The introductory story to George was included in an email from Yvonne Warwick. So I asked her to write the full story of how he came to work his way into her heart and home.
The original message. This is my beautiful George! He arrived on our land at around 8 months old. We'd seen him in the village and on our land in the mountains with his parents and two sisters. We believe that the DaddyDog told him to go off
and seek his fortune when he got to 6 months. He came to us when we were picking our olives...skinny and starving with a wound on his nose.
We thought long (OK, 3 days!) about what to do...in the meantime he made up his mind that he was staying. Very brave of him to come so close to us....it was meant to be! He is 3 and a bit now and a fantastic dog. Luckily he wasn't taken as a pup by a hunter. His feral upbringing has meant he has lovely manners and is the sweetest dog ever, though his recall skills could do with improvement!
I'm so happy for him that he grew up as a feral puppy and didn't have to endure a wicked hunter or the Perrera. I believe that his upbringing accounts for his good manners and his loving nature.
The full story. The first photo was taken on the day he arrived on our land when we were picking olives in 2012. I was sitting on a net on the ground stripping some branches when I heard my husband calling my name in a hushed tone. He told me not to move or speak but slowly turn my head to the left. A ripple of fear down my spine...could it be a wild boar coming from the pine woods adjacent to our land? Thankfully, it was't but what I saw was quite shocking. Clearly it was a young Podenco. He looked very like one of the pups who had been wandering in the village below us with their parents in the summer. In fact, the whole family had crossed our land several times but never stopping, only passing through. But now it was December.
The little ginger waif kept his distance for a good 30 minutes before he nervously drank some of the water my husband had put down just far away not to upset our visitor. The biscuit tin had been raided in the absence of any dog food!
The little ginger visitor stayed around up all afternoon and became brave enough to sit on the net a short way from me. That night we made a nest from an olive net and put the nest and more biscuits and water in the log store.
The next morning our new friend had gone. But not far... I looked out from our sitting room and saw a strange 'bump' at the bottom of the front door curtain. I went round to the front of the house gently speaking to 'the bump'. And there he was....shaking but looking at me and not running away.
The next day he watched us from a short distance and after a while he sat right next to me on the net. He moved closer to my husband and even sat quite happily on the net some distance from us with sticks banging and olives falling. Day two evening...same nest in the wood shed, water...and boiled chicken..next morning, no dog but a bump at the foot of the front door curtain. And then he walked out and looked up at me!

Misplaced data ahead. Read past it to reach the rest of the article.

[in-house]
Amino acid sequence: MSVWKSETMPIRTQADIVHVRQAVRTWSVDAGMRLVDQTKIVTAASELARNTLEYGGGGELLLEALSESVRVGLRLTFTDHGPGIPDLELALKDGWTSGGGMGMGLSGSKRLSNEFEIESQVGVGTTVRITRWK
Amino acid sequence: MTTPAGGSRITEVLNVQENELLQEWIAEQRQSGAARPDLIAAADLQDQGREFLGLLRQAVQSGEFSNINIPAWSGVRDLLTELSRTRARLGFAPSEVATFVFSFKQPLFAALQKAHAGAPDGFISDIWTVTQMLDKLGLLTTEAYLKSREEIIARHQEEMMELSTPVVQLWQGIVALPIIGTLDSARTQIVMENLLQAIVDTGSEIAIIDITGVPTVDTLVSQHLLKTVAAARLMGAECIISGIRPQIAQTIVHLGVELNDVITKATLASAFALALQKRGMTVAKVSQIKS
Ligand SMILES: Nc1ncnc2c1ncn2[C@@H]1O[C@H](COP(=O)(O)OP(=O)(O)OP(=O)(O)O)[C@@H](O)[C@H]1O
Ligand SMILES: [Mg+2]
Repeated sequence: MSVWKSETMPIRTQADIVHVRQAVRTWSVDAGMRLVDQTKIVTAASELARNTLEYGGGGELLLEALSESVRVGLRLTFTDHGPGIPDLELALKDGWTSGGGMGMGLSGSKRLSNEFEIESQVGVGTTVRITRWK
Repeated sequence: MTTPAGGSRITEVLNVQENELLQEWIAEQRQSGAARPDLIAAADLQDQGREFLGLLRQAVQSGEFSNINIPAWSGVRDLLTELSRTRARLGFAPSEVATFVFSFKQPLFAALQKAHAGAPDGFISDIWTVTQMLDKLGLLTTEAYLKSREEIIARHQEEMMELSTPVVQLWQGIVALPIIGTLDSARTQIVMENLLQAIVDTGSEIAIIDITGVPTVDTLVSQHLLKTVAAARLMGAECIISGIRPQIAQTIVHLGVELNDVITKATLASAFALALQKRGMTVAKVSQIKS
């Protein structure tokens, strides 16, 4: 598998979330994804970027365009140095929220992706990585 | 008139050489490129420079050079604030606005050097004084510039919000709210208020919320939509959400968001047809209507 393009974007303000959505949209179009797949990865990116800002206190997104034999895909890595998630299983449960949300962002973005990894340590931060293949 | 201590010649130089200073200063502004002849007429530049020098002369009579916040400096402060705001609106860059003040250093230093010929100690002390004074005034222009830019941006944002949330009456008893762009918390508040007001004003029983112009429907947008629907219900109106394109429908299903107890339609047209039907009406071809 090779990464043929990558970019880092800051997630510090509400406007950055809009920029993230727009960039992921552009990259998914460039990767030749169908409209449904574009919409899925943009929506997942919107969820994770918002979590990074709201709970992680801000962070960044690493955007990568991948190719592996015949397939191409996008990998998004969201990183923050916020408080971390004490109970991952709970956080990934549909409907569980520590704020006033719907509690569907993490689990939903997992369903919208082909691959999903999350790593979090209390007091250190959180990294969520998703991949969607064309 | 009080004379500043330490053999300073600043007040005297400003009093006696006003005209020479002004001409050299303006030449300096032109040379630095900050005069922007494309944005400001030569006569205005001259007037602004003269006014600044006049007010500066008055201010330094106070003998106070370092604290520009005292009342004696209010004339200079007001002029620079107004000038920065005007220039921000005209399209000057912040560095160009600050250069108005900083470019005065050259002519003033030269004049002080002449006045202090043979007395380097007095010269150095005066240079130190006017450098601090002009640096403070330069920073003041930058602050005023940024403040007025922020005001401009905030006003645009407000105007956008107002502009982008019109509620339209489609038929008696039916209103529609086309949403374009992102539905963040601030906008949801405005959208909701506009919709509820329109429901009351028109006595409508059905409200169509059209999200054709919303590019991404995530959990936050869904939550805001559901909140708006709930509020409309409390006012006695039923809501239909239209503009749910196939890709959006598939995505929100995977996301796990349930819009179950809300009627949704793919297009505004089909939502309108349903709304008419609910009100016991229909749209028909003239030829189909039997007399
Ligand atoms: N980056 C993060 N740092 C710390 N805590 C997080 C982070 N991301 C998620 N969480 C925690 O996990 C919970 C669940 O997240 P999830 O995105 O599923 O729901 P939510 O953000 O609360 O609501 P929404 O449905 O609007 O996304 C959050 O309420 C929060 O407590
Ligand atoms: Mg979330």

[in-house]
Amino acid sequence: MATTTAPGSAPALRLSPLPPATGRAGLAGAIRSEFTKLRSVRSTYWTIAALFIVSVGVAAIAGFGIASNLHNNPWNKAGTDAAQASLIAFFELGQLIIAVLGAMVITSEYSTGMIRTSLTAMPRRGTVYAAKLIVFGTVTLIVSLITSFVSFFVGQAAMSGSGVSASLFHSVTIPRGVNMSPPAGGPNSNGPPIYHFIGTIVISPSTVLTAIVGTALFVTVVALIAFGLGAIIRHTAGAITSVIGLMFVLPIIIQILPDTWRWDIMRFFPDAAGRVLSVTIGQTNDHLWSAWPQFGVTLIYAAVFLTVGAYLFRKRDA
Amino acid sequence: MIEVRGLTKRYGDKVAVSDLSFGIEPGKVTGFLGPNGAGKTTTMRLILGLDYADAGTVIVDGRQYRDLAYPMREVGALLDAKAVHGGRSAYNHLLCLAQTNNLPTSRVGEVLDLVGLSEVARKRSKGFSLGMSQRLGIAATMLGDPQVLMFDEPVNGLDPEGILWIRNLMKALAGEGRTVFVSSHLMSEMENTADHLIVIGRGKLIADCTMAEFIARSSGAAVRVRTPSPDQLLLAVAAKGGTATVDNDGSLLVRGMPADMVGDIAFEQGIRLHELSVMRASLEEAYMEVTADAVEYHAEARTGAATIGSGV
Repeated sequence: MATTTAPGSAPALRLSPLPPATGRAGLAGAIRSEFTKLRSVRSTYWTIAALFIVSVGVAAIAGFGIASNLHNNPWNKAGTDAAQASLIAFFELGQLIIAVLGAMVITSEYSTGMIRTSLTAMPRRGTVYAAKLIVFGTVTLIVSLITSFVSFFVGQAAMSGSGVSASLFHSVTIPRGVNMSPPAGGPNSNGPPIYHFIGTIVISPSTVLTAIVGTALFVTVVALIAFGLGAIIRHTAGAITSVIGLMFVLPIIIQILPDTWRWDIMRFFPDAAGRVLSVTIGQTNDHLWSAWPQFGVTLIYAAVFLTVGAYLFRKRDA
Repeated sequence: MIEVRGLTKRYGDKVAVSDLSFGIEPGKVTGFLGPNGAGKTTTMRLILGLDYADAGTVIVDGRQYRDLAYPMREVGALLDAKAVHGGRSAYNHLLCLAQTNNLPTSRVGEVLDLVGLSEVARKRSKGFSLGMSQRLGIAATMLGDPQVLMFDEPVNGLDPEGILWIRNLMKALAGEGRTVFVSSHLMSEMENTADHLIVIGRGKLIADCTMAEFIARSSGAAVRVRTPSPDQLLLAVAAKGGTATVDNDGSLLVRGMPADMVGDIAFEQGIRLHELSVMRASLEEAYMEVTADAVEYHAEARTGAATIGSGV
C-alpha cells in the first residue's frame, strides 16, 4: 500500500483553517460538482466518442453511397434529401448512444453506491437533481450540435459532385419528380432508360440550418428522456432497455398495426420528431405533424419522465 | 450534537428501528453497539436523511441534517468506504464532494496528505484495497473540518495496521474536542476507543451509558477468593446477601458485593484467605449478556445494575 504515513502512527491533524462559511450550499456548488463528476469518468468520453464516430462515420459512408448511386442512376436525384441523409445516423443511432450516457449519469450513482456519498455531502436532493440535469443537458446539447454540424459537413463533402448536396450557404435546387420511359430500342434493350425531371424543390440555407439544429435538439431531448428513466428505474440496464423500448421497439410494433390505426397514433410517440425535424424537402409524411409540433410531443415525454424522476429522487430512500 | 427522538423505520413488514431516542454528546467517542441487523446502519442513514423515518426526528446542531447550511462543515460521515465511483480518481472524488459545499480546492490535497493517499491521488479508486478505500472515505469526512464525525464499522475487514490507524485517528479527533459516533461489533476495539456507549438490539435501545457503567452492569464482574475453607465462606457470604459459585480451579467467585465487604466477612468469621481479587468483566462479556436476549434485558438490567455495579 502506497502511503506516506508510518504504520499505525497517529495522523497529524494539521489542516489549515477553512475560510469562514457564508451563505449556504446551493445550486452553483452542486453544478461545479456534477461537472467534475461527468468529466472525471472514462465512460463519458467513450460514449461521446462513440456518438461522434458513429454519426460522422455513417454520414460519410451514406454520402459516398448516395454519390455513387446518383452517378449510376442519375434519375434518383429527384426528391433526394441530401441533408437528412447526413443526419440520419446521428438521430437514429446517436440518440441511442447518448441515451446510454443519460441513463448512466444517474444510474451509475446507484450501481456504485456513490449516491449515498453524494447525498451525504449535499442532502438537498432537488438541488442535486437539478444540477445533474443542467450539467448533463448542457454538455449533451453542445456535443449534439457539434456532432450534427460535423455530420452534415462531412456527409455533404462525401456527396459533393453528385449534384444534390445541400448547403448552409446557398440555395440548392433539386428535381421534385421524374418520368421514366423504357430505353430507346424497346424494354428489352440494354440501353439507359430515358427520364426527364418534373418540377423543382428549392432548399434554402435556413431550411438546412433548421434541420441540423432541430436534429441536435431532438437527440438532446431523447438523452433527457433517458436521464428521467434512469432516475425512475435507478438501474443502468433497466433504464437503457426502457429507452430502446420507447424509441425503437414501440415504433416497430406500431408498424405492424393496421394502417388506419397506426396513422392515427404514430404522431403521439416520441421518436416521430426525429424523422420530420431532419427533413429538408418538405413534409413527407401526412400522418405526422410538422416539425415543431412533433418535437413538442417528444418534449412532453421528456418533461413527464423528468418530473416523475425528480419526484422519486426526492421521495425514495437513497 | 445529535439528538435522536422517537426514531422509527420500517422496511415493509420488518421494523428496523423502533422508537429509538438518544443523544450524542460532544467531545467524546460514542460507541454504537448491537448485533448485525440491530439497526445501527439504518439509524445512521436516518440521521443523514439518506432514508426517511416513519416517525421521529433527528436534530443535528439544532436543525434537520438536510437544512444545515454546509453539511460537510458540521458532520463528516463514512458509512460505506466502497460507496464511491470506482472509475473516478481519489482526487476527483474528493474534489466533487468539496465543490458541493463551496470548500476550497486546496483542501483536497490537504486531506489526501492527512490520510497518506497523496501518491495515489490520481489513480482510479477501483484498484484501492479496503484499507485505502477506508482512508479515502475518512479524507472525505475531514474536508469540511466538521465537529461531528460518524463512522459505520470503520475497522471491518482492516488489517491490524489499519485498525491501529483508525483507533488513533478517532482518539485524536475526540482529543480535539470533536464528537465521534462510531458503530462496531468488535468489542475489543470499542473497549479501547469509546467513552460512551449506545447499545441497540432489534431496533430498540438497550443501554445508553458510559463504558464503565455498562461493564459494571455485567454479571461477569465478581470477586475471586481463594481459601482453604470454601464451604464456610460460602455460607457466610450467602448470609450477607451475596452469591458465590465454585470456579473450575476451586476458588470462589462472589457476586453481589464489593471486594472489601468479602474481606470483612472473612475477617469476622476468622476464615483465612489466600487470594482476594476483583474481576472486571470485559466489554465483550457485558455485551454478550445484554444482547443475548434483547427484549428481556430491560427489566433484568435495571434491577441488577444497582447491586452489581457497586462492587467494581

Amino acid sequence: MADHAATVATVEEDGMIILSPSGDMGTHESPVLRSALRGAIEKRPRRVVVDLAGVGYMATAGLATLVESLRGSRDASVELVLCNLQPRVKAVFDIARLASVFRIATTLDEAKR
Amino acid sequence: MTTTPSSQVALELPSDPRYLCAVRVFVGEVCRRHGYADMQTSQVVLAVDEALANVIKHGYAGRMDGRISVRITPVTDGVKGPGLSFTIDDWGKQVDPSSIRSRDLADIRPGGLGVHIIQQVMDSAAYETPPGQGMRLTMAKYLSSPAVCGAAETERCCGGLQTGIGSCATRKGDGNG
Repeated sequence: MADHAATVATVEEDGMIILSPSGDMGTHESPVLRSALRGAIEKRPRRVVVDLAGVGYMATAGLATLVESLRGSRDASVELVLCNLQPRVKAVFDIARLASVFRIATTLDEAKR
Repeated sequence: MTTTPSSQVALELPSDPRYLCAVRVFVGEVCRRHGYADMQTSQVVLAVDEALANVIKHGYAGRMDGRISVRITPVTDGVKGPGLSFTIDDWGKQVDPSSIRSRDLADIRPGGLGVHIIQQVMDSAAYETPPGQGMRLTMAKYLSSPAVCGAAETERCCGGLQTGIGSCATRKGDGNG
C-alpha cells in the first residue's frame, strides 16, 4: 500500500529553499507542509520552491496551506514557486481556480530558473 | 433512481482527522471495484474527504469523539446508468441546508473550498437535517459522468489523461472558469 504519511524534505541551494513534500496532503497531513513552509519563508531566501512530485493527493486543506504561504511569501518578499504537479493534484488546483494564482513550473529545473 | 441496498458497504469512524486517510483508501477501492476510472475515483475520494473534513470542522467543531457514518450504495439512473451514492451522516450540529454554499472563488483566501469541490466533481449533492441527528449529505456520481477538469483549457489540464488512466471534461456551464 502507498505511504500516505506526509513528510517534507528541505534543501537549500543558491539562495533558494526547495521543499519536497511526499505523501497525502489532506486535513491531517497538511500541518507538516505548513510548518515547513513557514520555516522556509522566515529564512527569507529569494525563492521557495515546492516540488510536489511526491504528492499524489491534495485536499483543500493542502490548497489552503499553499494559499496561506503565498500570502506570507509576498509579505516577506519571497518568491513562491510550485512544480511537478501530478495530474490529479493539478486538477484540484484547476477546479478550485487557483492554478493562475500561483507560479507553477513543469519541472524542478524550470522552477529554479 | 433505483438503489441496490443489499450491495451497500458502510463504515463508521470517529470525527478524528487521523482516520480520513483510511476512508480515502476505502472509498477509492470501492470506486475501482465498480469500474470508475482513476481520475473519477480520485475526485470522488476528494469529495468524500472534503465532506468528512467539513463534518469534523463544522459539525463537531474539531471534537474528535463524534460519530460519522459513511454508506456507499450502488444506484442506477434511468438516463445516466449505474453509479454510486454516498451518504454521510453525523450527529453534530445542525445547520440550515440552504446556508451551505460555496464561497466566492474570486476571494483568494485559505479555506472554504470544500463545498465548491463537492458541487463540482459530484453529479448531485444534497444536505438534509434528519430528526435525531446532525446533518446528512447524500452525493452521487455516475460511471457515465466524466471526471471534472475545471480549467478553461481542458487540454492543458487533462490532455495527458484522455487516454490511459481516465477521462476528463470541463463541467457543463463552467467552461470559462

My husband went into town and came back with puppy food and a small kennel! Our Spanish builder passed by and inspected him and pronounced him a nice dog with strong teeth and good eyes albeit very nervous. He would take him for his hunting pack if we didn't keep him. We had seen how he kept his dogs and we know that he does look after them very well so this could be a homing option.
Day by day 'George' became stronger and eventually he was able to eat in a confident manner and I also got a light collar on him. We visited the vet several times - she confirmed that he had been on his last legs but he was doing very well. His blood was good, no Mediterranean diseases and that he was about 8 months as he'd lost his baby teeth.
There was much conversation and, in my case, much laying awake thinking what to do about this sweet little boy. How would a dog fit in with our life? Who would take a Podenco pup as a pet...there are so many in the Perreras. A big issue was that I am allergic to dogs...and I'd already started with daily antihistamine since from the second day!
One sunny morning after the olives were harvested I was perched on a sunbed next to the pool....along came George looking very much stronger having been with around 2 or 3 weeks. He sat down at my feel and looked up at me....as though he knew what I was thinking about. I knew at that moment he was staying with us. I think he knew too! He is a delight...and I have learned that the love and companionship of a dog is one of the best feelings in the world.
The last photo is him at the front of the finca at dusk last winter. He's a strong, funny, loving boy...everyone loves George and our lives wouldn't be the same with out him!
If, after reading this lovely story, you would like to offer a home to one of these fantastic hounds, there is a comprehensive list of podenco rehoming associations, by country, on Podenco Post homepage.